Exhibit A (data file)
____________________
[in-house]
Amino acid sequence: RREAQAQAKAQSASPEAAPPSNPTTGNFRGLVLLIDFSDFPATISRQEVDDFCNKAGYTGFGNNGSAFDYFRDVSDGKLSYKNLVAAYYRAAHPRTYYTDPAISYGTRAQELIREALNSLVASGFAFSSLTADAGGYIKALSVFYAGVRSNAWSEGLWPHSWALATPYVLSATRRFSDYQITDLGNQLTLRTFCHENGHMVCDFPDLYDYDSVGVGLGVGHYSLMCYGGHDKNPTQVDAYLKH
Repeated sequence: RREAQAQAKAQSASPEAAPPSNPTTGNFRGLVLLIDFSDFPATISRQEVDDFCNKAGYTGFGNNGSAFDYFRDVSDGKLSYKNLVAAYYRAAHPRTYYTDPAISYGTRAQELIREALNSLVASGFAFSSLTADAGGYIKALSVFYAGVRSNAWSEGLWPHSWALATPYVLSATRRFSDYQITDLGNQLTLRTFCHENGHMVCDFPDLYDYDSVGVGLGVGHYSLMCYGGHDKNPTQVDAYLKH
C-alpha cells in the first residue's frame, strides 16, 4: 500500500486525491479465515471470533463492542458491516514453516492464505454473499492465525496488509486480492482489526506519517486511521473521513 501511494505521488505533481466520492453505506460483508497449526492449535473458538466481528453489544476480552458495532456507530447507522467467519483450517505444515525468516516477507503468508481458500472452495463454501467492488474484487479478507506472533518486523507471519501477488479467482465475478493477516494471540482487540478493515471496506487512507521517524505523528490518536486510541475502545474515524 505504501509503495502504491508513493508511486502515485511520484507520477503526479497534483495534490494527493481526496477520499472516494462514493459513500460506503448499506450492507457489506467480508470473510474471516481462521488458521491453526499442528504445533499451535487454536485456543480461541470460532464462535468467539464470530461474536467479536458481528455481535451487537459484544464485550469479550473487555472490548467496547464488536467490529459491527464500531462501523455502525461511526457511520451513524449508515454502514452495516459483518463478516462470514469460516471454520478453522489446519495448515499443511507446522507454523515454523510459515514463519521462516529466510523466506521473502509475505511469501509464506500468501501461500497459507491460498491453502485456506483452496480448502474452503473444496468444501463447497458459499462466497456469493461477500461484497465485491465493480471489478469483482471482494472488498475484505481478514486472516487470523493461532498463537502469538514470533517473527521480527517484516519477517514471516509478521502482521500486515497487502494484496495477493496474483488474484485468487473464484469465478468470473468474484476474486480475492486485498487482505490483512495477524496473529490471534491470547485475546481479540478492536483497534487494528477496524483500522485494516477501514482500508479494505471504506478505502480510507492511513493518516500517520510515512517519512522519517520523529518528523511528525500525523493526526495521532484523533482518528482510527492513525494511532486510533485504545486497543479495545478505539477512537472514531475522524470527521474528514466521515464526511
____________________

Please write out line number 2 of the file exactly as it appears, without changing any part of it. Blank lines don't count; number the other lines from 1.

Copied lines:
Amino acid sequence: RREAQAQAKAQSASPEAAPPSNPTTGNFRGLVLLIDFSDFPATISRQEVDDFCNKAGYTGFGNNGSAFDYFRDVSDGKLSYKNLVAAYYRAAHPRTYYTDPAISYGTRAQELIREALNSLVASGFAFSSLTADAGGYIKALSVFYAGVRSNAWSEGLWPHSWALATPYVLSATRRFSDYQITDLGNQLTLRTFCHENGHMVCDFPDLYDYDSVGVGLGVGHYSLMCYGGHDKNPTQVDAYLKH